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I was wondering if we have a formula for the following function:

$$ f(x) = \frac{1}{x^{0!}} + \frac{1}{x^{1!}} + \frac{1}{x^{2!}} + \frac{1}{x^{3!}} + ... = \sum_{n=0}^{\infty}x^{-n!} $$

(Like we have for the geometric series):

$$ \sum_{k=0}^{\infty}x^{-k} =\frac{1}{1-x} $$

Or even if we have nice values for similar functions (infinite sums that has factorials in the exponents) or if we can evaluete any value of f(x) like: $$f(e),f(2)...$$

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    $\begingroup$ No hope even using special functions (I am afraid). $\endgroup$ – Claude Leibovici Feb 18 '18 at 5:41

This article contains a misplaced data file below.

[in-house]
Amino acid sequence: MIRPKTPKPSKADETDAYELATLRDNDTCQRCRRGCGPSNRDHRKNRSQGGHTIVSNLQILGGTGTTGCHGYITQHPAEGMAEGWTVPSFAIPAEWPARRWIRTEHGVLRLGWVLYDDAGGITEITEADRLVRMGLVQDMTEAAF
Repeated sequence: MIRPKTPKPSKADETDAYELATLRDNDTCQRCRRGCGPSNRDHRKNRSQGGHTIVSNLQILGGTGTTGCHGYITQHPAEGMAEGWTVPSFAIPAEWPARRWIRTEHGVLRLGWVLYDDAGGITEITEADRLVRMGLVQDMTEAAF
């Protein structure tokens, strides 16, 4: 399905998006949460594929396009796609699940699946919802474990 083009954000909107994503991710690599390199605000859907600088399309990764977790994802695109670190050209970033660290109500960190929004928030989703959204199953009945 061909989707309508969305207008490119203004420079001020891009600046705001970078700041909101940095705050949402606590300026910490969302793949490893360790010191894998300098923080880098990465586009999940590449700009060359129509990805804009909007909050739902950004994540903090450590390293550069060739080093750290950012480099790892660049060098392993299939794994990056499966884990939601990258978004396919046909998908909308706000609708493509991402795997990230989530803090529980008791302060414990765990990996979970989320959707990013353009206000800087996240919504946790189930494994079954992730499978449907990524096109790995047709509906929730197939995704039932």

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    $\begingroup$ Your function is a good example of a function with a natural boundary on the unit circle in the complex plane. In that regard, it is completely unlike the geometric series. $\endgroup$ – GEdgar Feb 18 '18 at 11:03
  • $\begingroup$ regardless that there is no closed form solution, it might be interesting to consider the limiting behaviour as $x\rightarrow 0 ,1_-$ $\endgroup$ – tired Feb 18 '18 at 16:44

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